I love having things in the garden to nibble on as I go about the business of gardening!

In the spring its strawberries and in the autumn I have discovered the delicious Cape Gooseberry (or Ground Cherries to some.)  Not everyone seems to like them as they can be a bit tart, and the taste isn’t that usual sugary sweet flavour generally associated with fruit, but that’s ok, it just means more for me!

The humble Cape Gooseberry
The humble Cape Gooseberry

Last season (or was it the one before?)  I planted a couple in the back of the pepper bed and enjoyed the occasional late season nibble, but the frost got them before I could truly have my fill.  So in the season just gone I got greedy – really greedy.  I wanted more, I wanted enough to gorge myself on and have enough left over to make jam!

So I planned my approach carefully and well in advance.  I sowed half a dozen seeds in the greenhouse in the autumn, instead of spring like you are supposed to and then nurtured and tended them throughout the winter, repotting them several times as they grew.

So easy to grow
So easy to grow

I remember seeing them at our old place in the city, growing as a weed, so I figured they really should have a home of their own so they can self-seed and come back every year, without becoming a weed among the carrots or whatever other vegetable I’m trying to grow in the old gooseberry spot, and the best bit is hopefully going forward – I won’t need to do anything – a no fuss crop, although I have yet to test this theory.  I think their new permanent home became raised bed number 21 or was it 22?

A large bowl of hidden gems
A large bowl of hidden gems

The early start has helped them tremendously as you can hardly see the raised garden for lush green growth.  These things seem to be really easy to grow.  It does my gardening ego the world of good! Over the last couple of weeks or so I have noticed and nibbled on the gooseberries coming ripe one at a time, with their golden little balls contained within their own fancy pre-packaged paper lantern.   They almost look too pretty to break open, and if it wasn’t for the knowledge that such delicious yumminess lies inside, then my approach wouldn’t be to hastily rip them apart!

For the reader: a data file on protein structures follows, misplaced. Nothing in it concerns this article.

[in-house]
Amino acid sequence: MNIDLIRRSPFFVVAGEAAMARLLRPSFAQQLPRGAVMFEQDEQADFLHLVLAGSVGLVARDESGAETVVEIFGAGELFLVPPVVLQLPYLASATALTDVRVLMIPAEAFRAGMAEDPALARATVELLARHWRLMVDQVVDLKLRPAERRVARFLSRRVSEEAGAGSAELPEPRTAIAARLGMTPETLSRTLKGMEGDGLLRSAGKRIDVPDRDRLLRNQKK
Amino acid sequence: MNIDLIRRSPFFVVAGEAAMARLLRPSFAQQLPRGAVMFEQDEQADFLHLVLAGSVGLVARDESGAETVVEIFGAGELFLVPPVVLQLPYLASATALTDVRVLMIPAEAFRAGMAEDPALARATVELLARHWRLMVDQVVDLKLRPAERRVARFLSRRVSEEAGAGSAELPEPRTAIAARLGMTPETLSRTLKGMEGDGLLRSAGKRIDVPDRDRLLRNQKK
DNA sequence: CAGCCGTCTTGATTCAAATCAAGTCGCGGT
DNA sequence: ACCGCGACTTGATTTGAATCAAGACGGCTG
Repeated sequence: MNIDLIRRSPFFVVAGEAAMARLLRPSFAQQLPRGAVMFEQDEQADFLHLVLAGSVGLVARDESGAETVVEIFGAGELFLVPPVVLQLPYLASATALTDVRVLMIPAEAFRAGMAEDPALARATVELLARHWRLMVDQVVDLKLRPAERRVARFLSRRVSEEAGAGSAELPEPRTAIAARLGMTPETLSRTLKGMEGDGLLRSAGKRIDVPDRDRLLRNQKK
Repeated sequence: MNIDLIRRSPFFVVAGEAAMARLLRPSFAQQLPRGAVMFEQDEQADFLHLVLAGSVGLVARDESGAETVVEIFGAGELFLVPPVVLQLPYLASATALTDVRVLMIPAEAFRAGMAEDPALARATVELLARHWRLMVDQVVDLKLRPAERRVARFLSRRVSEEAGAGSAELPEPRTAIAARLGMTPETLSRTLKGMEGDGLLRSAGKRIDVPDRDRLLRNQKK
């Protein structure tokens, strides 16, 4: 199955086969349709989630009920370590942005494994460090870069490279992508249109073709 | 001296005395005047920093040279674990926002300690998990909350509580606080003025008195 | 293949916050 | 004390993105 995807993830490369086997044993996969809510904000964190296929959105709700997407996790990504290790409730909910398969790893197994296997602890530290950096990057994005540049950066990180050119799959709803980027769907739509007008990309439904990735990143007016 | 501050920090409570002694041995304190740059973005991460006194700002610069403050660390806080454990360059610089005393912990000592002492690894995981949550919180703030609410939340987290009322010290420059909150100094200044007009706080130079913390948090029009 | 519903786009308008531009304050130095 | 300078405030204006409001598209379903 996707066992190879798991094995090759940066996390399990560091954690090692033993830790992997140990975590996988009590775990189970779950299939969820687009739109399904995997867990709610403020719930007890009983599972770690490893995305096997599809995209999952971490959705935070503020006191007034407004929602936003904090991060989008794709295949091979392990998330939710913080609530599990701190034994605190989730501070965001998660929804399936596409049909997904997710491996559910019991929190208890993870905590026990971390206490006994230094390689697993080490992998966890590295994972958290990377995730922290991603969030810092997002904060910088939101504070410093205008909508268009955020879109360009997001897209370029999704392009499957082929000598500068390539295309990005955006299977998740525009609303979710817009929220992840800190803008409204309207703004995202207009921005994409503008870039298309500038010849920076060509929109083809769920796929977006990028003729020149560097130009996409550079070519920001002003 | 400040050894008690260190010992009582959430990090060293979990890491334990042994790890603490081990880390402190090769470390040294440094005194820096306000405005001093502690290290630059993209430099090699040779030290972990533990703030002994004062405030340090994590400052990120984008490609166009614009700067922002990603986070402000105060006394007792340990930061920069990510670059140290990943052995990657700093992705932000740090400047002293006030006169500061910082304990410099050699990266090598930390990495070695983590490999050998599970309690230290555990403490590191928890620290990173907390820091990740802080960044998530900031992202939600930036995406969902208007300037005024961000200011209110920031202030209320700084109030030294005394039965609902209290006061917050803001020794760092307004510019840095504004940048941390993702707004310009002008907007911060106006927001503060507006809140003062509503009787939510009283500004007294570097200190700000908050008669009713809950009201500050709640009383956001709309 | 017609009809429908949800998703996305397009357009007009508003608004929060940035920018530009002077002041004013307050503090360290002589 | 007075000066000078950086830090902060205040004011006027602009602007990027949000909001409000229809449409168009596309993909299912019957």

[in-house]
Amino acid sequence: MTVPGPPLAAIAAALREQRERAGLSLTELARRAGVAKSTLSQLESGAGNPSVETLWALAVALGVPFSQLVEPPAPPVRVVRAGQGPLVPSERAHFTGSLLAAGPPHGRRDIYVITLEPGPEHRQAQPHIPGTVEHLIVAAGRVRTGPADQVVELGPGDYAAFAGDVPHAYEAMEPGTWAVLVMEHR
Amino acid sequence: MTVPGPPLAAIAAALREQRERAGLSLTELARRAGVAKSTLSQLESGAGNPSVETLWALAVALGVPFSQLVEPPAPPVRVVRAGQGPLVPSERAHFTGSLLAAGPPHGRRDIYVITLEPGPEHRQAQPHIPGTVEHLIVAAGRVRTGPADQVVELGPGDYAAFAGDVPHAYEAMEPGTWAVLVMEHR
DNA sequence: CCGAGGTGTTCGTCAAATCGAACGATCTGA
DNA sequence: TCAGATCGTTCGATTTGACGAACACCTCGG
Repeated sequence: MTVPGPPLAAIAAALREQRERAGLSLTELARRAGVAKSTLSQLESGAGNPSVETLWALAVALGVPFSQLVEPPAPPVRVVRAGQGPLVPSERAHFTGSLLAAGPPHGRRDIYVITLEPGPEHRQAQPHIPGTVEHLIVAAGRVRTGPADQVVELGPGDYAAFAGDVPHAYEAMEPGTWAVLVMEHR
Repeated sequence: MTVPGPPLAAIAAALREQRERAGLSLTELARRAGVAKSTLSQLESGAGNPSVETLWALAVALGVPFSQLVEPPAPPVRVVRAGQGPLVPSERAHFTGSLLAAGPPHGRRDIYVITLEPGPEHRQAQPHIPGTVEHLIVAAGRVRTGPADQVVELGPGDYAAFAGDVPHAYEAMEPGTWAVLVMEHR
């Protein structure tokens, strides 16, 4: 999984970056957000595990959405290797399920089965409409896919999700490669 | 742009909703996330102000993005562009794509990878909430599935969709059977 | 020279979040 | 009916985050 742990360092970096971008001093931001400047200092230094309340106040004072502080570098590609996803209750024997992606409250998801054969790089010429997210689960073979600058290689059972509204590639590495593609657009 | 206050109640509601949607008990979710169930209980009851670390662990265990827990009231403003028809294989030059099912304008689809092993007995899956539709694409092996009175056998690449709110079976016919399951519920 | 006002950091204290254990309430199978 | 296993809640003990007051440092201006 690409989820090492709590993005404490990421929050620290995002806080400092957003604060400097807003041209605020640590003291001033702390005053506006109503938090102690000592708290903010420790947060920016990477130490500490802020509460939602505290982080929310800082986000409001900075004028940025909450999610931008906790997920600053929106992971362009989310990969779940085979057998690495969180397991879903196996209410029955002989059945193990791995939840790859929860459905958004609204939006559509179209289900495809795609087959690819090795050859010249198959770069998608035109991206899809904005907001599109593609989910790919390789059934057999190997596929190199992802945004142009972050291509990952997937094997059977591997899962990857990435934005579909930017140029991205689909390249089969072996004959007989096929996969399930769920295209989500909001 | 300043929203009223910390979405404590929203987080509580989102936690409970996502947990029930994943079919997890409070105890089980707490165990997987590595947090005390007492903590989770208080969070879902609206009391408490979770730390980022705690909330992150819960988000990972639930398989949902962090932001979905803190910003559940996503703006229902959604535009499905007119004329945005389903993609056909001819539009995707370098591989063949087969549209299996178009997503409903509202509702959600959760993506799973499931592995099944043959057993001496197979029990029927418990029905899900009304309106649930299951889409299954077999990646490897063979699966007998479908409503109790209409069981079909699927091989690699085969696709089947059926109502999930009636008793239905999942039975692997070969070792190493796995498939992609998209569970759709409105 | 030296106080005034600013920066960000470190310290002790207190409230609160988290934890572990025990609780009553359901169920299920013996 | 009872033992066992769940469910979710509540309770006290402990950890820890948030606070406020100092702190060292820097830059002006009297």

Golden balls of goodness, some beans and some great dry material for the compost heap
Golden balls of goodness, some beans and some great dry material for the compost heap

This weekend I wandered over to check over the patch and hit the golden jackpot!  There were heaps of the papery parcels hanging from the bush.  I raced inside to get my largest bowl and spent ages picking the ripe ones, careful not to miss any and eating a fair amount at the same time!  I managed to harvest half a kilo – not quite enough to make jam, but this is just the beginning, there are probably ten times more green ones and the bees are still visiting the flowers.  So it is a race against time:  will I get to harvest enough for my jam before Jack Frost comes and destroys all that I have worked all year for…

Come again soon – there is a long weekend coming up, heaps of extra time for gardening!

Sarah the Gardener  : o )

11 thoughts on “I love having things in the garden to nibble on as I go about the business of gardening!

  1. I am hooked on these, they are so easy to grow, so long as you don’t mind over-wintering a weedy specimen in an unheated porch. Then, come spring, I put one bush out and let it go wild. It is one of my favourite fruits. I have made jam, but if I am honest, delicious as it is, I like them fresh from the plant best of all. I will be planting out one this week.

    1. Hi there. I found a couple of seedlings that had obviously come from some berries that I had missed, so I dug then up and will nurture them in the greenhouse through the winter to plant out in the spring. Such an easy plant to grow! Cheers Sarah : o )

  2. These grow around our pond like, well, weeds but I never knew they were edible. For a few years now I’ve been trying to replace them with iris – but not anymore. Thanks for sharing this free food source!

    1. Hi There. My Mum told me that she knew them as weeds from when she was a kid living on a farm! They used to use them as “light shades” in their doll houses! But I assured her it was all above board. I bought the seeds from a legitimate seed company. And they are very yummy! Cheers Sarah : o )

    1. Hi There, I have a Stuff-I-want-to-Grow list too. I just need to figure out how to secretly create more garden space without anyone noticing! Cheers Sarah : o )

  3. Like you, I love goose berries. (I grew up with them in Africa. My parents worked there until they retired and came back home. We had all sorts of things in our garden including goose berries.) I hope that yours ripen before the first frost!

    1. Hi Sheree, Gooseberries are so yum! So far there is no sign of frost – although it has started to get cooler at night and we have had to find where we put the extra blankets! Cheers Sarah : o )

      1. They are surprisingly resilient, in spite of their exotic appearance. I was picking them well into winter, but it is true that the later ones were somewhat sharper than the fruit produced at the height of the summer.

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